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Visual Order to Organizing Collections

Awe-inspiring Temples

Some of the earliest rooms of collection of Chinese Buddhist art are in Toshodaiji near Nara, Japan. In the Kondo (main hall) at Toshodaiji, 759 C.E., one sees an arrangement reminiscent of an emperor with courtiers in the rendition of a large seated Buddha with Bodhisattvas on either side. The entire complex of buildings at Toshodaiji is symmetrical, the great Buddha hall as the center with twin pagodas on either side. Museum goers may thus study ancient Chinese culture within Japanese temples.

During the Italian Renaissance, Venice was a good location for studying ancient Greek culture. La Libreria Sansoviniana in the Biblioteca Nazionale Marciana is on the second floor of a columned building across from the ducal palace and basilica of Venice. Built by architect Jacopo Sansovino in 1591, it is especially famous for its ceiling painting by Titian of New York's Metropolitan Museum of Art. Some institutions that house artistic collections feature large-scale, impressive architectural components which reflect the importance of that which is housed within. © BOB KRIST/CORBIS Wisdom. Nicola Ivanoff has elaborated on the Neoplatonic iconography of the ceiling and wall decoration of the room containing the rare manuscripts. The scheme involves personifications for virtues and for the disciplines (Ricciardi, pp. 33–44 with illustrations). Slanted desks housed the valuable possessions of Greek manuscripts collected by Cardinal Bessarion and donated to the city of Venice in 1468.

Considering this special room in the context of the path to it, one finds large caryatids by Alessandro Vittoria (1553–1555) guarding the original entrance, which leads up a winding vaulted staircase to a vestibule heavily decorated with classical sculpture donated in 1587 by the cardinal and patriarch of Aquileia, Giovanni Grimani.

In ancient Greek temple sites, as in Athens, one walked up a holy path to the hilltop temple and then stood outside the temple housing the statue of the god or goddess. To reach the collection of Greek manuscripts, one walks up a holy way and stands in a vestibule of ancient sculpture. The holy of holies in La Libreria Sansoviniana is not the effigies of gods but the Greek manuscripts.

Bibliothèque Nationale, Paris, France. France's new national library is a complex consisting of a garden surrounding four towers—shaped like open books—that house the institution's collections. AP/WIDE WORLD PHOTOS

The Shrine of the Book. Part of the Israel Museum in Jerusalem, the Shrine of the Book contains the Dead Sea Scrolls. © DAVID RUBINGER/CORBIS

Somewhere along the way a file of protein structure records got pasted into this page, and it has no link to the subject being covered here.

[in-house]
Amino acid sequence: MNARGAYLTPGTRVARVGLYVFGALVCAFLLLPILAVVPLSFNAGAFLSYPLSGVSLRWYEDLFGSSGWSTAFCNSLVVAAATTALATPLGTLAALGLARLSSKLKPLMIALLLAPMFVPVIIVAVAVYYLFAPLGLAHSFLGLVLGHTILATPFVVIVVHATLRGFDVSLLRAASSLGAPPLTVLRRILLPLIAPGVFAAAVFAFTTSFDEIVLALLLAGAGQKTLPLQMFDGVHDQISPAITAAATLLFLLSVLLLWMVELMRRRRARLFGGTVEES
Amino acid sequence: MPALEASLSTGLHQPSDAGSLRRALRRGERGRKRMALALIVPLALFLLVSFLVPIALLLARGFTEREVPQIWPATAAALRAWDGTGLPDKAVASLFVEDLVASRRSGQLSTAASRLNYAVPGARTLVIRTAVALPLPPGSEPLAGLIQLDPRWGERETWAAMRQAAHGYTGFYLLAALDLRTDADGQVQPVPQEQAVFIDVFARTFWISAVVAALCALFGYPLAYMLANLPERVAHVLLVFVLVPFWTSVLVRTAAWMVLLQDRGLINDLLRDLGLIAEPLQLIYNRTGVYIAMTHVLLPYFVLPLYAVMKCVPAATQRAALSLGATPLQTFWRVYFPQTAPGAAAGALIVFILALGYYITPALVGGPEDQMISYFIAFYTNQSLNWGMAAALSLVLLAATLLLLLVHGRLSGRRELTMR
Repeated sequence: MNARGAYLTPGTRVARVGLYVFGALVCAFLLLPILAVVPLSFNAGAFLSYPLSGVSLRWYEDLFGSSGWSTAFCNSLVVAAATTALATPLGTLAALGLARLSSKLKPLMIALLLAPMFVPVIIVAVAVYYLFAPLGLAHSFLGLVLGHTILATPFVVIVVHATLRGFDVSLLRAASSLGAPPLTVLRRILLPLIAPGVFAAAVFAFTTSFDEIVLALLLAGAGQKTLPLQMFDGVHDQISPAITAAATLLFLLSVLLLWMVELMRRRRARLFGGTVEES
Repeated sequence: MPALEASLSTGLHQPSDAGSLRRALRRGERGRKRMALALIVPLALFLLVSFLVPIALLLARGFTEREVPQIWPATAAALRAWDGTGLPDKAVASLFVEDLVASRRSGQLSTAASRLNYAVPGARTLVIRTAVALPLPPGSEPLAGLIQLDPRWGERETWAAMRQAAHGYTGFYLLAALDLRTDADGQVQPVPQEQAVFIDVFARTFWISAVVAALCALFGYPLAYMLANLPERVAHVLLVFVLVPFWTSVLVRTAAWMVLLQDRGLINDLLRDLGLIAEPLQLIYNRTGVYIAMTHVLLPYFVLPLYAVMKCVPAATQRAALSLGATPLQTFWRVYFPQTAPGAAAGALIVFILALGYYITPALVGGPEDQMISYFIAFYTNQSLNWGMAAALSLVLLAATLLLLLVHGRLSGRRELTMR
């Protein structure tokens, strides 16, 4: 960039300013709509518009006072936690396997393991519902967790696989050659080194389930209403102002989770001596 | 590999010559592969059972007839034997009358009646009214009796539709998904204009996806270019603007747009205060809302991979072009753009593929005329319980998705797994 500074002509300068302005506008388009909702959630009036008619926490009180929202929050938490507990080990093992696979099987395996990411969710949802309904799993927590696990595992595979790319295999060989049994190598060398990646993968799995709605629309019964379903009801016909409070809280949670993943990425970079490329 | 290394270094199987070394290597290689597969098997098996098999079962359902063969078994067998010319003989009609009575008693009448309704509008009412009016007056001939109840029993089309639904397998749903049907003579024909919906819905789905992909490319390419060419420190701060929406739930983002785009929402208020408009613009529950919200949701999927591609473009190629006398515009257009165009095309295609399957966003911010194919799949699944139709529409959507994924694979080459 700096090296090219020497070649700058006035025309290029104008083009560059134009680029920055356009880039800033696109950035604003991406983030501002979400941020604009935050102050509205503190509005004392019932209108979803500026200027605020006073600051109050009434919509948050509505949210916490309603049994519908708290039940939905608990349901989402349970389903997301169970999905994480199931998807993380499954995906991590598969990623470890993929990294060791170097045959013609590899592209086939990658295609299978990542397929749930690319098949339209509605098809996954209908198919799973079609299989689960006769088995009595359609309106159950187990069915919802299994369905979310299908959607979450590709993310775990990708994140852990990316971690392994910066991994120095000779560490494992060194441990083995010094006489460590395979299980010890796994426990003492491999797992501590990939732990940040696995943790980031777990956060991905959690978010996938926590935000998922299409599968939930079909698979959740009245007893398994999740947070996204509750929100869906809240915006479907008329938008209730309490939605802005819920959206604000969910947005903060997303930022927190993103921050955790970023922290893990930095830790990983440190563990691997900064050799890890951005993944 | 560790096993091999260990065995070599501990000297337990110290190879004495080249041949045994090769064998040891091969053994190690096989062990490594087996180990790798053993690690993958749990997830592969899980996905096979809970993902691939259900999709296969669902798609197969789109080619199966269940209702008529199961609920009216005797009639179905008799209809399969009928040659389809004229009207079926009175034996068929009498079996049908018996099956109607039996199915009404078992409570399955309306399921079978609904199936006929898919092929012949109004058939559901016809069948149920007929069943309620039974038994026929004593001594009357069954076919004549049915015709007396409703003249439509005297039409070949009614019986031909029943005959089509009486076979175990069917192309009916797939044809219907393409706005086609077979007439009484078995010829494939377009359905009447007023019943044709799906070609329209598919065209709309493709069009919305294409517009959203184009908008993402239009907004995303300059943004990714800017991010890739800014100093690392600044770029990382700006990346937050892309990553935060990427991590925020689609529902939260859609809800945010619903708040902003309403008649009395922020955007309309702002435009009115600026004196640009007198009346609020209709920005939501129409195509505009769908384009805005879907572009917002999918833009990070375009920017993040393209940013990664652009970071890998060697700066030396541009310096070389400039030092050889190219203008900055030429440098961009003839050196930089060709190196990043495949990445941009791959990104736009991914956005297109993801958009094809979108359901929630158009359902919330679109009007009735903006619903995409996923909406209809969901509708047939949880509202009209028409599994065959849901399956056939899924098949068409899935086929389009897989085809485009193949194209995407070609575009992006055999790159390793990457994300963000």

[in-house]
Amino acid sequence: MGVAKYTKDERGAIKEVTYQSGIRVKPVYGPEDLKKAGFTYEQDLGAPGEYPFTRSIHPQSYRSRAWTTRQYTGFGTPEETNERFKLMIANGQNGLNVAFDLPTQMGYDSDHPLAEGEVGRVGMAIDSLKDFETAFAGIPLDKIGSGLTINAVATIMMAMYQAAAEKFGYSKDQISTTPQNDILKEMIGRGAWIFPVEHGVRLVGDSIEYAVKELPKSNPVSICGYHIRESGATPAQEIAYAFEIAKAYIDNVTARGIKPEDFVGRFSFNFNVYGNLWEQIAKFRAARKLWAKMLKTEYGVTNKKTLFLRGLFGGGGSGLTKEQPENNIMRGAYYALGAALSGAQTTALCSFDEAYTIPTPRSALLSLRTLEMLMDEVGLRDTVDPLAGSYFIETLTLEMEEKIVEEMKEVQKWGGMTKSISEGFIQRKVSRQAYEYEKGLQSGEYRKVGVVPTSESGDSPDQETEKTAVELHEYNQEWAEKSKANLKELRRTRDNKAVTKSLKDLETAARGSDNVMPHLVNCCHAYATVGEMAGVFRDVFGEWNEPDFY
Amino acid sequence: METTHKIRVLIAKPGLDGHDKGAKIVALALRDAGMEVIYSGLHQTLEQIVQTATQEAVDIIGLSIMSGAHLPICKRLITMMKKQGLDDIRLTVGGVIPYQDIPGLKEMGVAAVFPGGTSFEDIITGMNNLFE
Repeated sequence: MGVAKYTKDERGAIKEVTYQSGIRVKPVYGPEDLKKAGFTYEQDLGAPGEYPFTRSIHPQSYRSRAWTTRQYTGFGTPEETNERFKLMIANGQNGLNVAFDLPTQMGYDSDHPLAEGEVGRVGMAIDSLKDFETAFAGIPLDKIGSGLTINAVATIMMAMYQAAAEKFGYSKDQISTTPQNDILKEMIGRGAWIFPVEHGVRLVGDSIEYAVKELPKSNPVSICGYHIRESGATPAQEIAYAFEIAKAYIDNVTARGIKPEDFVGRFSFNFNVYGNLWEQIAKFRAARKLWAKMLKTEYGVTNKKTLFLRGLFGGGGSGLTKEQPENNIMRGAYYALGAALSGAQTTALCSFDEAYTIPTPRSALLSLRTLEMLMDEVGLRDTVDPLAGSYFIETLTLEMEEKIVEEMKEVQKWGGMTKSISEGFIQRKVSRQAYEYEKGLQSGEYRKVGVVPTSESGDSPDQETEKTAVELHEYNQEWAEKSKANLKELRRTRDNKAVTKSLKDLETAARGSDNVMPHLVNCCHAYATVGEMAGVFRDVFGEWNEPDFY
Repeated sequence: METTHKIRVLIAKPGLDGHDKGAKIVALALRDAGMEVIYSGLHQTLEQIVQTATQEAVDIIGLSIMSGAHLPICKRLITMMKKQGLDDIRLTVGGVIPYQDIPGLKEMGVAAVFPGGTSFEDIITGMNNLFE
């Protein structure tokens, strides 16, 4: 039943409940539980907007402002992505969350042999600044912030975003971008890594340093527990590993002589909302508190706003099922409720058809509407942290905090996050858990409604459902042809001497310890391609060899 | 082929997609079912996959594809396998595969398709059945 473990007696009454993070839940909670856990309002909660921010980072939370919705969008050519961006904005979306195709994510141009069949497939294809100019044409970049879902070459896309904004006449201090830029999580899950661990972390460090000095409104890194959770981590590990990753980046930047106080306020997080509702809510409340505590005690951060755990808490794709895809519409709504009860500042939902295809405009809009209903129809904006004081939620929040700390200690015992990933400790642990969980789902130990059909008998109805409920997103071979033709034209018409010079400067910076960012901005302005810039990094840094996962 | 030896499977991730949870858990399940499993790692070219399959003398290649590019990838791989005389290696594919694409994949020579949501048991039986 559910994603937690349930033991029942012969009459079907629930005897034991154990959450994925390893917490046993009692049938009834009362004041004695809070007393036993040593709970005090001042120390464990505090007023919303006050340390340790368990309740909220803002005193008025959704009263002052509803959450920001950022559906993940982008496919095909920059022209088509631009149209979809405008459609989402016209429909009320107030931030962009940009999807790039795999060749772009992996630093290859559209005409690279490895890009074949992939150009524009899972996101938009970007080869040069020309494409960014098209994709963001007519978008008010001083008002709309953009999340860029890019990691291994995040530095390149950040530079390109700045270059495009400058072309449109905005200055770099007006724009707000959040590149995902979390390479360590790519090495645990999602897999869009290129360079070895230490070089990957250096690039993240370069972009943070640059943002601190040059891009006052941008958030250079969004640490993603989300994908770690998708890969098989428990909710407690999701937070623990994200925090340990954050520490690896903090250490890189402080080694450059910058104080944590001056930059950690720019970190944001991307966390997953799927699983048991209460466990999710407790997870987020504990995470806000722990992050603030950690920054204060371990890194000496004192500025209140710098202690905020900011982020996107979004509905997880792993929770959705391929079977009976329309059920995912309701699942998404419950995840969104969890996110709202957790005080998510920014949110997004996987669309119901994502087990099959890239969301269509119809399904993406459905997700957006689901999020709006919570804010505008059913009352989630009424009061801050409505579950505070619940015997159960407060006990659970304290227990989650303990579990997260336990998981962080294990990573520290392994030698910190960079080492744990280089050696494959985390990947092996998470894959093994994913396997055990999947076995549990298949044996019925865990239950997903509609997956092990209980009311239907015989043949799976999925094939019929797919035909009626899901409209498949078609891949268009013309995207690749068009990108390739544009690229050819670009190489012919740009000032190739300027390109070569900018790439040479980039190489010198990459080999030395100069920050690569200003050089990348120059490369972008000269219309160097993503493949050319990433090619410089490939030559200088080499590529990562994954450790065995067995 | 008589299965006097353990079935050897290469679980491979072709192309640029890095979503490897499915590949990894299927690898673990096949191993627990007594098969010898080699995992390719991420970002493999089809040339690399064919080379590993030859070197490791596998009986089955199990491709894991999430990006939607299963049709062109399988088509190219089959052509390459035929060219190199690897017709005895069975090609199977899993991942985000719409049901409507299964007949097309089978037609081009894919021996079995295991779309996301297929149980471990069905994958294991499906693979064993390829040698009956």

The Shrine of the Book in Jerusalem enlarges the lid of an ancient clay jar in which the Dead Sea Scrolls were found in 1947 into a monumental white dome museum housing the seven ancient scrolls in Hebrew and Aramaic. Designed by Frederick J. Kiesler and Armand P. Bartos, the white dome juxtaposes with a black wall, representing the struggle of light and darkness, good and evil, in the ancient biblical texts enclosed within.

Monumental staircases, grandiose like ancient Egyptian or Aztec step pyramids, became the pathway to grandiose collections, such as the Louvre, the Widener Library, the Columbia University Library, and the Metropolitan Art Museum. The winged victory goddess, which has become the insignia of Niketown, marks the turn in the grand internal staircase of the Louvre, Paris; the Chicago Art Institute imitated the design. At the end of the twentieth century, a glass pyramid entrance downward displaced the grand staircase as the main entryway to the Louvre. The crowds of diverse population line the outdoor staircase to the Metropolitan Museum of Art, New York.

King's Library at the British Library. Many institutions store collections in tower form, such as the British Library, which houses certain of its books—including those of King George III—in six-story bookcases. © IRENE RHODEN; REPRODUCED BY PERMISSION OF THE BRITISH LIBRARY

VISUAL CUES TO A COLLECTION

This British Library miniature library for the traveler is related to three others extant. It has clear visual cues to its collection. Books of theology and philosophy are on the top shelf and listed in the left column, books of history are on the middle shelf and listed in the middle column, and books of poetry are on the bottom shelf and listed on the right column. The theology and philosophy books have a floral ornament on the spine and originally had blue ties, the history books have a flaming heart on the spine and red ties, and the poetry books have either a six-pointed star or a rosette on the spine and have green ties. While the history and poetry texts are primarily from ancient Greece and Rome, theology includes Old and New Testament and Christian texts, and philosophy emphasizes Stoic philosophers to Justus Lipsius.

Additional topics

Science EncyclopediaScience & Philosophy: Verbena Family (Verbenaceae) - Tropical Hardwoods In The Verbena Family to WelfarismVisual Order to Organizing Collections - Hunting For Precious Objects, Horticulture And Culture, Cabinets Of Curiosity, "portraits" Of Authors